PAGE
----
Being a Peeping Tom is getting really sophisticated. In days of yore, you could just sneak over to your neighbor’s house at a certain time of the evening and get a glimpse. Now, it’s hard work to peep, or so I’m told.
We have surveillance cameras all over the place nowadays. Evading those things takes some work, but it can be done. Lest I be accused of complicity, I’ll leave it to your imagination about how to evade cameras, but Google is your friend. The cameras now, if they catch you, have such good resolution that it’s really hard to say “that isn’t me!” I had a defendant in an armed robbery case one time claim that the robber on the video wasn’t him, but he was wearing a really unique jacket in the armed robbery that matched the one in his police interview. Duh.
Also, GPS location fixes can be had on your cell phone by the police with little to no problems. It used to be that the PoPo would at least get a warrant, but a lot of police don’t bother with the Fourth Amendment (what makes it so special anyway?), and just get a subpoena for GPS records. A court decision looms on the legality of that, but for now, just assume that the cops are going to track you, so you might want to leave your phone at home. That means if you want pictures, you’ll need to take an old fashioned digital camera. Check the batteries before you leave the house and make sure your SD card has enough room on it.
Next, and the real point of this column, is the use of drones to do peeping. There are a host of issues about drones, and there is no clear cut consensus of what is legal or not. Let’s say you want to use a drone to peep on the neighbor’s daughter. Is that legal? Well no, it’s not. But the PoPo have a heckuva time proving that was what you were doing. When you are standing between the bushes and the house in the late night hours, getting barked at by a dog, you don’t have a great defense to a peeping charge. But your drone? You had it out doing some discovery stuff, it’s not really peeping, at least that’s what you’ll say. Drones are getting better cameras and longer life batteries, so their use is skyrocketing. Peeping on neighbors is a logical use for drones, no matter what otherwise valid reasons droners give you.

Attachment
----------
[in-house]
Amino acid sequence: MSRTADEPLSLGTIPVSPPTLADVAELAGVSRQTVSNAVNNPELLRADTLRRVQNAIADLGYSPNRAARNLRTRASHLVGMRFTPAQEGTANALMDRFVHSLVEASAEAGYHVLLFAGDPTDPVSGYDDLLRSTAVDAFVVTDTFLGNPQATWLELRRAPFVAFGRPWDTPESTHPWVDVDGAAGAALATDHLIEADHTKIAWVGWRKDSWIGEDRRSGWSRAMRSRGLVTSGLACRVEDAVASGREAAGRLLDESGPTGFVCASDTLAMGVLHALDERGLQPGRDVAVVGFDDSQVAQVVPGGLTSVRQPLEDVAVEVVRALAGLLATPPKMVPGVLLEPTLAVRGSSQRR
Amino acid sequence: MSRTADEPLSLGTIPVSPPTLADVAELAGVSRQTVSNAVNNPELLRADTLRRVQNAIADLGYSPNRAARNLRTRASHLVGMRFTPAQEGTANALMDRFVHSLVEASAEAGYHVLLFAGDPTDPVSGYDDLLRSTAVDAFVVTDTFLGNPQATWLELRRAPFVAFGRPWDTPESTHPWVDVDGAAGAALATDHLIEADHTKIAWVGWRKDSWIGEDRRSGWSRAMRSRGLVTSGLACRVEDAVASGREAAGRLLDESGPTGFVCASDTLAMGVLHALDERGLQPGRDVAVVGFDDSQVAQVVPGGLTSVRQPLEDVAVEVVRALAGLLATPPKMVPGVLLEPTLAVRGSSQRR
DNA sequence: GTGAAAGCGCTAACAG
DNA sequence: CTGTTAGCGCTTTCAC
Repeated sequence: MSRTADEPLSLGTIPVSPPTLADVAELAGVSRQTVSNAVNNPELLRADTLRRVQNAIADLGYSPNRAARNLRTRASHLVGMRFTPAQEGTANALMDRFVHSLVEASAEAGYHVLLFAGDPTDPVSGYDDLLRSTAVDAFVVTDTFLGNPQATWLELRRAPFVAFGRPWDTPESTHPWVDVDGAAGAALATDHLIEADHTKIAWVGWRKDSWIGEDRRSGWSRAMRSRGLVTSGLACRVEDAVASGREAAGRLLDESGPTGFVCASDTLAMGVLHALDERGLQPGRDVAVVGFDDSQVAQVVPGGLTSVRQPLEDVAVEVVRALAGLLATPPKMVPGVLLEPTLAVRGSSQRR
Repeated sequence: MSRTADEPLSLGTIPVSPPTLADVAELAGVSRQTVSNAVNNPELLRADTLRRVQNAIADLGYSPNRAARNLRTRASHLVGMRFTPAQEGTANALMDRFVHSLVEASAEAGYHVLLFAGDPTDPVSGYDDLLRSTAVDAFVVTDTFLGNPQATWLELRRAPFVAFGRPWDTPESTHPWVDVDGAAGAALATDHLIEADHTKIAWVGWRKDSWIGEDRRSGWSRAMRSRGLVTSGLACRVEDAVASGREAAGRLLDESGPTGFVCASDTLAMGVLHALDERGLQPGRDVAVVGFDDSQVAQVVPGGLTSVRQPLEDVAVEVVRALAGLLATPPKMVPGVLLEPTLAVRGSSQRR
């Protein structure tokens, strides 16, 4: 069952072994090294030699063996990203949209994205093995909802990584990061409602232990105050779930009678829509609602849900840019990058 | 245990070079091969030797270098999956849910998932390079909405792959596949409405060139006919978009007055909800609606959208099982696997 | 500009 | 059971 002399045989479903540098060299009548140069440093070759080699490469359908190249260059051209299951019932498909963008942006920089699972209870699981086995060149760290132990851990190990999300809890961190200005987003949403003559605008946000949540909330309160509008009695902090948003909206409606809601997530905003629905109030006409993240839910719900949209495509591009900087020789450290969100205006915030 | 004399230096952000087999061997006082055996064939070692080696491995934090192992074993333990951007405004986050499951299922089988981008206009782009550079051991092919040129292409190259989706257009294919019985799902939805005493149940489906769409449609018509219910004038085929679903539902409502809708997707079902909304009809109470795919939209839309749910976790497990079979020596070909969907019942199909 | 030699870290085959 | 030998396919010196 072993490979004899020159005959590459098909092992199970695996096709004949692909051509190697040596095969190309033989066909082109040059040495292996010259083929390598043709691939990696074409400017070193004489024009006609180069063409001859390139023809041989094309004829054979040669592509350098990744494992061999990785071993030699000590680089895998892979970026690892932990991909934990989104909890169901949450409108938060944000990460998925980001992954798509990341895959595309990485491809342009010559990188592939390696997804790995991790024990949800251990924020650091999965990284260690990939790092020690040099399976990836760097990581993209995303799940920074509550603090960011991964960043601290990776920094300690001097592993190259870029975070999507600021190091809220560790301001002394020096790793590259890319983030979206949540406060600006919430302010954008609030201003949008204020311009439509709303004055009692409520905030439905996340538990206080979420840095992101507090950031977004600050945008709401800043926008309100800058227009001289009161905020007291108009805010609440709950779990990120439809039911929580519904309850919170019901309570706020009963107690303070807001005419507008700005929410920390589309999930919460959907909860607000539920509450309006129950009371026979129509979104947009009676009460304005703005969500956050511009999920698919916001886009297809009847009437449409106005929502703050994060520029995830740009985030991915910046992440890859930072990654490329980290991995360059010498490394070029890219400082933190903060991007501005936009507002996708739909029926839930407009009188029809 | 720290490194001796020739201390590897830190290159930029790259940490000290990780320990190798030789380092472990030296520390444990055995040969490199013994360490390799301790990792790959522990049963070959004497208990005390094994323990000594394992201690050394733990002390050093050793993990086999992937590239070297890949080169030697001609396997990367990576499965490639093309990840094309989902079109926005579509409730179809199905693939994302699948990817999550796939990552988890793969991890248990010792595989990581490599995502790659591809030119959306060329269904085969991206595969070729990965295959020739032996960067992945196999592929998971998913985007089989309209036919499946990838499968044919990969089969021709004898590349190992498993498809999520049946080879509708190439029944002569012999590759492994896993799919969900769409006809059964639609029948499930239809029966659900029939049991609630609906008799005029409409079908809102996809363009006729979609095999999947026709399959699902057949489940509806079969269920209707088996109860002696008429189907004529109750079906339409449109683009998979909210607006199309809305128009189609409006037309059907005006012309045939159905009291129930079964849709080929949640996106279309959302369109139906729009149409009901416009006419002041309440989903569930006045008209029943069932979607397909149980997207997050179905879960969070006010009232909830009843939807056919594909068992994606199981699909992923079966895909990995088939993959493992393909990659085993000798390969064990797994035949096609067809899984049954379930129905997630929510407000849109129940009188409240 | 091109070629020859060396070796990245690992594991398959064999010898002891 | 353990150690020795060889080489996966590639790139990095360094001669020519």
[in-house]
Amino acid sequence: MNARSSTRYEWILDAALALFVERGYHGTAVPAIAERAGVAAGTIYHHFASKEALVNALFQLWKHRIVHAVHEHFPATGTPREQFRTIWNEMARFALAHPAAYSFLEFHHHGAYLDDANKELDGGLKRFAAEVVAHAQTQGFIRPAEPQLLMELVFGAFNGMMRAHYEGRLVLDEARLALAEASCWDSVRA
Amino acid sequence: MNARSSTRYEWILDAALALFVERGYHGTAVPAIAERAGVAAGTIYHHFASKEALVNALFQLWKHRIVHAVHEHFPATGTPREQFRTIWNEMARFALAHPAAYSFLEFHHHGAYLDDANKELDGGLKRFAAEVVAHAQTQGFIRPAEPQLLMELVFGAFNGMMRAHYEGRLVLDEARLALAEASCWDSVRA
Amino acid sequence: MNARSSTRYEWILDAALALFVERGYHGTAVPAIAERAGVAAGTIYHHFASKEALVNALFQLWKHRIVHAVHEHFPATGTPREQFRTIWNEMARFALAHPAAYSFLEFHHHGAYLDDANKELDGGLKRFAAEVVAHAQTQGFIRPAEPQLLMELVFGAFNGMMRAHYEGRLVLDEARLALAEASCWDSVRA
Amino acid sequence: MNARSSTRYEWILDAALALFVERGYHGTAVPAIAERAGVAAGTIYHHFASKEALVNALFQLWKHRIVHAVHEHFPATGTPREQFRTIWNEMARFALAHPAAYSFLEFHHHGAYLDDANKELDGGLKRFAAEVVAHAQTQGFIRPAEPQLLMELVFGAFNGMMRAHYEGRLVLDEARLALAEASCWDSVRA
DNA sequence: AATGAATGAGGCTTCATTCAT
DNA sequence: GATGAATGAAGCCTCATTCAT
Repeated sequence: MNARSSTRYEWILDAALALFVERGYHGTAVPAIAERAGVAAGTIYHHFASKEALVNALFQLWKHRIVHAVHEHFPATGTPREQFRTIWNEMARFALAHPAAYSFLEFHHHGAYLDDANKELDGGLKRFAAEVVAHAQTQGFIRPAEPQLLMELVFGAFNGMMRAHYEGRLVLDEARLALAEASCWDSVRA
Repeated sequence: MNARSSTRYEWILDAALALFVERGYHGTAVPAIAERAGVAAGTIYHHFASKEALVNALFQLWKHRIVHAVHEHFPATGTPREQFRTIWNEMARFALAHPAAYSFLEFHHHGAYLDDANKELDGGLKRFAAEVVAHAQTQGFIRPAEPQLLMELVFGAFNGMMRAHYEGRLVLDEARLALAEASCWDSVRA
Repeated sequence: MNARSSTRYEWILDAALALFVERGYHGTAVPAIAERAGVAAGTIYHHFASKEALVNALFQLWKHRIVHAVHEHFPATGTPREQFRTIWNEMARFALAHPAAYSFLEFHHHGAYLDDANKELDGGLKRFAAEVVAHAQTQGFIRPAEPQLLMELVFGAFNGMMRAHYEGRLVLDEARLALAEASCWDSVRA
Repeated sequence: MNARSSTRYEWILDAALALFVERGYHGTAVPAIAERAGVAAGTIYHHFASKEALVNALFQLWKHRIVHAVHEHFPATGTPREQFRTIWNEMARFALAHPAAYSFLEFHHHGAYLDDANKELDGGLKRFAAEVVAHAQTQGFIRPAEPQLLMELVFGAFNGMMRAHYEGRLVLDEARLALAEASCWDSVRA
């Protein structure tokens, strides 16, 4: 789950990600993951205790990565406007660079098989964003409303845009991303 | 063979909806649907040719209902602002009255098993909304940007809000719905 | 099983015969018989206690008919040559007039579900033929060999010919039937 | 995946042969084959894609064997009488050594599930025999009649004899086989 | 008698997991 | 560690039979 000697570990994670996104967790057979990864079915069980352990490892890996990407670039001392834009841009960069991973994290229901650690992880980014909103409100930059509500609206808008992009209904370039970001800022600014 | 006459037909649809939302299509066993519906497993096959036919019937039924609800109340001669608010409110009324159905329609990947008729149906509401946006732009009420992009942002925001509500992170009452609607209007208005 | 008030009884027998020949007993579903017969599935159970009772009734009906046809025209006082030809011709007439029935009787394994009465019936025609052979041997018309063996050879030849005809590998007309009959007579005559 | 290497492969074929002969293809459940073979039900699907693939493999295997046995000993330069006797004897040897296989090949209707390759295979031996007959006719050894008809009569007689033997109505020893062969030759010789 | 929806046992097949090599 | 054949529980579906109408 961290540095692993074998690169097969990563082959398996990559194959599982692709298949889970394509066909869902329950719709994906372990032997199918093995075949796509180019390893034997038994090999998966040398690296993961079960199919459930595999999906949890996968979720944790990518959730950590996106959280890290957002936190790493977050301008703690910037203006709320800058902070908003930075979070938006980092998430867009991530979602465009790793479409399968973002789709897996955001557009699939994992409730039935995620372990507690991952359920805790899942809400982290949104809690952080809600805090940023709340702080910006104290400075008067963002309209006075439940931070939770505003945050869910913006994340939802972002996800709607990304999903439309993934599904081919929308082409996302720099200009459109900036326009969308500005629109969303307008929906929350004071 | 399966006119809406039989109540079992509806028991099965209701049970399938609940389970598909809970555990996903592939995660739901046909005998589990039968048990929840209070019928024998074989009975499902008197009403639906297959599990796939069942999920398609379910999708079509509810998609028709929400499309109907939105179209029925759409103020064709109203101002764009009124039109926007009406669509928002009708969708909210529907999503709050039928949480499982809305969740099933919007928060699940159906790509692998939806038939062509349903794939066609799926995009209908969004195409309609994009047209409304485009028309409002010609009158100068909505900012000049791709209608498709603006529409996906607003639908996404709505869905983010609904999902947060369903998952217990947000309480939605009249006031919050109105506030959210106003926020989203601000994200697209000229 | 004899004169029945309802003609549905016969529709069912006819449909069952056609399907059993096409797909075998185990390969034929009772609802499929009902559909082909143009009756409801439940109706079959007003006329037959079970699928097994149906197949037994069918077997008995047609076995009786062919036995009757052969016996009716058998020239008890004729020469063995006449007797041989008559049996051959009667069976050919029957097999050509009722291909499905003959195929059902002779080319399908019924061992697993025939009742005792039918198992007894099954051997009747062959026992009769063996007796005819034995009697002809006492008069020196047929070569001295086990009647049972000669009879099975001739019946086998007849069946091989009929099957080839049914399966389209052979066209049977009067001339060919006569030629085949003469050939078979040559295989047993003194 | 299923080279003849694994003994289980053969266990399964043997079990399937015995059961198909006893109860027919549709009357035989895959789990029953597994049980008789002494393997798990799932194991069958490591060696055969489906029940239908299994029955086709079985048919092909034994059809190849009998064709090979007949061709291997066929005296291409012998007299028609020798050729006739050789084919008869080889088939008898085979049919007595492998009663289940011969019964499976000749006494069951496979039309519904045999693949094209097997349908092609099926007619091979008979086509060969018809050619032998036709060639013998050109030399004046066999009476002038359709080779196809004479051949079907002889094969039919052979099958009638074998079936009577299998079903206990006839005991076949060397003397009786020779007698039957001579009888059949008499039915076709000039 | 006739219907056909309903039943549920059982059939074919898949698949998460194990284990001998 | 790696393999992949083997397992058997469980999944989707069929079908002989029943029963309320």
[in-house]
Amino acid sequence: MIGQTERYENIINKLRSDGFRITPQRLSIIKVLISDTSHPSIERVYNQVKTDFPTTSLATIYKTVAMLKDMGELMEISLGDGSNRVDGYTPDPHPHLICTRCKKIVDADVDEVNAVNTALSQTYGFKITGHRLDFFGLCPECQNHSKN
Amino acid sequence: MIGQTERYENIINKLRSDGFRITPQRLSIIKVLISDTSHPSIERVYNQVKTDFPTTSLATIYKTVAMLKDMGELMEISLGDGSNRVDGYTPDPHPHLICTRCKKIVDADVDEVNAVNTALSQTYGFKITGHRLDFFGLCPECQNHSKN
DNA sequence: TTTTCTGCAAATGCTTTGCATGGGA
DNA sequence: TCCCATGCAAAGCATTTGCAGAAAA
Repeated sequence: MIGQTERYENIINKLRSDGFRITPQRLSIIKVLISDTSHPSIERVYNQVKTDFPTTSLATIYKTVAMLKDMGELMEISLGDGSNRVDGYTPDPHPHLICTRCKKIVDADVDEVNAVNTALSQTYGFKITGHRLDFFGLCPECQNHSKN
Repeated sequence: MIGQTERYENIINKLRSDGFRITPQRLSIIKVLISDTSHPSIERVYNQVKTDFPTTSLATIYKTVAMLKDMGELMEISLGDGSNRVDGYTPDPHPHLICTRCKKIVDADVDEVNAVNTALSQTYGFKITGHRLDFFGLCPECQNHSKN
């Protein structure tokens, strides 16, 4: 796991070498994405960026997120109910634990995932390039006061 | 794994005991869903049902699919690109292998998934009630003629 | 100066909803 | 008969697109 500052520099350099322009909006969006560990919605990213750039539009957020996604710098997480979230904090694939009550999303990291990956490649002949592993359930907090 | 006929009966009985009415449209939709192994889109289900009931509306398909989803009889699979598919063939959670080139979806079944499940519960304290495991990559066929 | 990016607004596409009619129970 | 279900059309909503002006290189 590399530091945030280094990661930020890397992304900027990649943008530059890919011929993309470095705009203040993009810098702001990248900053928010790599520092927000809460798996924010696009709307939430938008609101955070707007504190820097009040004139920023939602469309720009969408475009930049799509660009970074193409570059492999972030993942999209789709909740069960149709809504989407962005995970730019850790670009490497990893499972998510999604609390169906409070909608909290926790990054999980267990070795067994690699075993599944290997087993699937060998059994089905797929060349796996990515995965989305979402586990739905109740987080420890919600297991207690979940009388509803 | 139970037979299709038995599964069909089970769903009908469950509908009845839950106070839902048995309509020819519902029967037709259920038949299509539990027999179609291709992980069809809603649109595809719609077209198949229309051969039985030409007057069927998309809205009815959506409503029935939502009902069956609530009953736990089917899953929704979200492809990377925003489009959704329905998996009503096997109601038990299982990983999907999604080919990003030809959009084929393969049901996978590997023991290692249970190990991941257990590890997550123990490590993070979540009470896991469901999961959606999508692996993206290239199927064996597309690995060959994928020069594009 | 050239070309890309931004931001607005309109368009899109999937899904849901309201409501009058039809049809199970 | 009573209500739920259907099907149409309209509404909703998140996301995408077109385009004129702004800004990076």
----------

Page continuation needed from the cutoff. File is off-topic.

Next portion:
Now, let’s say you fire some buckshot at an actual “on premises” peeper. No one is going to feel too sorry for the peeper when he’s pulling buckshot out of his butt. But shoot a drone? The droners get all upset about that, claiming, among other things, that only the FAA can police drones. Well, that might be what the federal law says, but Georgia law (OCGA 16-11-62(2)) says it is illegal for: “ Any person, through the use of any device, without the consent of all persons observed, to observe, photograph, or record the activities of another which occur in any private place and out of public view…” So the magic question is public view. Looking in your window isn’t a “public view” generally, unless you are an exhibitionist. But what about skinny dipping in your backyard pool? Sure, an airliner flying at 30,000 feet can see you, but they can’t see much. But a drone at 300 feet? It can get the creases on your skin. Hopefully it’s your tight abs and not a flabby stomach, but I’ll just move on to say that drones can violate your backyard endeavors easily.
Can you shoot the thing down? Well, if some buckshot for Peeping Tom is okay, why not some buckshot for the drone? Let’s see what kind of anti-aircraft defenses the drones can muster. I’m guessing not much. Now I don’t advocate shooting in the air in a crowded subdivision, but… buckshot raining down isn’t too likely to kill anyone. But it sure will disable a drone. If you can, find the drone and dispose of it real quick. Just like burying a burglar, if there’s no drone/body to be found, what’s the crime? Now if the drone was streaming video back to it’s home station and caught a good glimpse of you shooting at it, they might have a case on you. Back to those pesky Amendments, remember that the Fifth Amendment is your friend. Use it.
Kelly Burke, master attorney, former district attorney and magistrate judge, is engaged in private practice. He writes about the law, rock’n’roll and politics or anything that strikes him. These articles are not designed to give legal advice, but are designed to inform the public about how the law affects their daily lives. Contact Kelly at firstname.lastname@example.org to comment on this article or suggest articles that you’d like to see and visit his website www.kellyrburke.com to view prior columns.